The 7th Circuit, in a 2-1 opinion written by (Chicago law prof!) Frank Easterbrook, has held that an apartment which -- in the course of prohibiting all outside objects on doorways -- bars observant Jews from posting Mezuzot on the door frames does not violate the Fair Housing Act. Judge Diane Wood (also a Chicago law prof!) wrote the dissent, in which she noted that the prohibition effectively served as a red-line against selling to observant Jews. She also noted the charming argument by the condominium association in its brief that the Jewish plaintiffs were attempting to extract a "pound of flesh" in the case. The reference, of course, is to Shylock in The Merchant of Venice -- one of the most prominent Jewish villains in Western literature. Indeed, Judge Wood's summary of the facts shows a distressing pattern of, at best, insensitivity, at worst, prejudice, against the Jewish tenants here.
Judge Easterbrook argued that since the law was "neutral" with respect to religion (barring sports pennants right along with Mezuzot), it was thus permissible. This is a perfect example of my argument as to why "neutrality" in Church/State jurisprudence ends up providing insufficient protection to religious minorities, such as Jews.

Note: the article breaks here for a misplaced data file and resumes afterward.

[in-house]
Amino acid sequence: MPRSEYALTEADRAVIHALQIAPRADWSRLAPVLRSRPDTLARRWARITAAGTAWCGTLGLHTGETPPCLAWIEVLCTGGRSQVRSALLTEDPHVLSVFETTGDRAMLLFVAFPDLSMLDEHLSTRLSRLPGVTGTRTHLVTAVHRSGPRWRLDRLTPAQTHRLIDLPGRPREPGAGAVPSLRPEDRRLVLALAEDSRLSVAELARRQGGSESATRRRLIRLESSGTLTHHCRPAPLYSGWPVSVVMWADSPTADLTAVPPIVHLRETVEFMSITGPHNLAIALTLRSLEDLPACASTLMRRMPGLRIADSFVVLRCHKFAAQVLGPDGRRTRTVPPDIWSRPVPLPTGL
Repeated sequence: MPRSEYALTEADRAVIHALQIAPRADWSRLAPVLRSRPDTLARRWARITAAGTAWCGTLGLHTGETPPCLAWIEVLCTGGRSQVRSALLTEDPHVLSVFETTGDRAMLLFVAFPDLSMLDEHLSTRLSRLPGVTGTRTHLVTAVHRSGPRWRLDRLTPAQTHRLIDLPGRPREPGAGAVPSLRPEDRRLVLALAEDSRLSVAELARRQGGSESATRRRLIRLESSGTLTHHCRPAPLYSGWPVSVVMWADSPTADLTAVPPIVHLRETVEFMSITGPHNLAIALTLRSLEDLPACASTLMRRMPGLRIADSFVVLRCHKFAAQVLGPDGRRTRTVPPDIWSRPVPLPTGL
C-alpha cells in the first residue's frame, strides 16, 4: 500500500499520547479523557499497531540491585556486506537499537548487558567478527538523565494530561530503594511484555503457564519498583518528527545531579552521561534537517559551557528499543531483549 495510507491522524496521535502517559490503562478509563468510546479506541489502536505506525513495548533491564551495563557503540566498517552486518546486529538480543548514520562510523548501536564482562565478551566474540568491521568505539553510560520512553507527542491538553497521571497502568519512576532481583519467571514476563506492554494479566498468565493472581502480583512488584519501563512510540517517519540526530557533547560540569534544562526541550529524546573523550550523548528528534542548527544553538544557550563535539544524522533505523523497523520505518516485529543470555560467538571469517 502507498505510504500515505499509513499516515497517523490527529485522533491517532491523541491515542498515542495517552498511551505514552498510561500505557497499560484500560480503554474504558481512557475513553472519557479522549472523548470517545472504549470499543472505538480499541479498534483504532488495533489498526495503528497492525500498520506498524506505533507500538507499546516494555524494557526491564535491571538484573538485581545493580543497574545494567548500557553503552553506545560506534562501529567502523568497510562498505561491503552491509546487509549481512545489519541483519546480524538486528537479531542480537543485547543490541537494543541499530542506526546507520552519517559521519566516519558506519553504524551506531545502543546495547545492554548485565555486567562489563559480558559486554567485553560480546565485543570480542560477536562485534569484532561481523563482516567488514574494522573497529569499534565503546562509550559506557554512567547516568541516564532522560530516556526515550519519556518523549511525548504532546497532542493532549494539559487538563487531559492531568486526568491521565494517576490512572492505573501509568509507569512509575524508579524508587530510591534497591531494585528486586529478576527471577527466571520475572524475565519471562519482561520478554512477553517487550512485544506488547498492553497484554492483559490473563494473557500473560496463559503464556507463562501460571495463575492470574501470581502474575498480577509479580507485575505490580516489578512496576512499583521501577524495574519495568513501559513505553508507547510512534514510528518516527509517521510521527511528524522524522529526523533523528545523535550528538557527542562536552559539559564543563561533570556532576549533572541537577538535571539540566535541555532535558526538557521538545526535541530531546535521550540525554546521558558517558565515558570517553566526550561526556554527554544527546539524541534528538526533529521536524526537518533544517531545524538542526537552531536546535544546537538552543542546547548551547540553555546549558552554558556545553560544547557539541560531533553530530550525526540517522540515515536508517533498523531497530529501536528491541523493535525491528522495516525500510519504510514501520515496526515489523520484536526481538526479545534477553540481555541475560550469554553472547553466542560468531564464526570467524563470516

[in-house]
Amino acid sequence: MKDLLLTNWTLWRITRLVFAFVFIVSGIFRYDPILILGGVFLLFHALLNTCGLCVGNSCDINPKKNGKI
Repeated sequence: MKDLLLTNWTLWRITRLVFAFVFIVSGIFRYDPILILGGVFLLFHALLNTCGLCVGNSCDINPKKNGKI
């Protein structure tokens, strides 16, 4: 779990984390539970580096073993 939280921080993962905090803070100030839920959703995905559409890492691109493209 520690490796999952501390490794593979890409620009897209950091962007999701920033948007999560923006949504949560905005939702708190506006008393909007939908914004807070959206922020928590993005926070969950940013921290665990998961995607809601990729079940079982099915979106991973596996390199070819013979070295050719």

First, Judge Wood's dissent makes it clear that, at the least, there are serious questions about whether the "neutral" interpretation of the rule in question was a deliberate guise for religion-specific hostility. Second, even if the interpretation was adopted with nothing but "indifference" to the consequences to Jews, it is facile to suggest that even the most ardent Bears fan is harmed in being barred from putting up a team pennant on his door the way that an Orthodox Jew is when she is prevented from putting up a Mezuzah. The banner of neutral principles does not work when grappling with fundamentally dissimilar cases. And the final point this case helps illuminate is how religious protection gets hinged on similarity to majority faiths. Had this rule been enforced only against Jews but not Christians, it'd clearly be illegal. But of course, there is no analogous religious obligation requiring objects on door frames in mainstream Christianity, so that's a moot point. And even more obviously, if Christianity did have such a requirement, then the rule and/or interpretation would never have been passed, because it would violate the conscience of the majority.
The New York Sun has more coverage.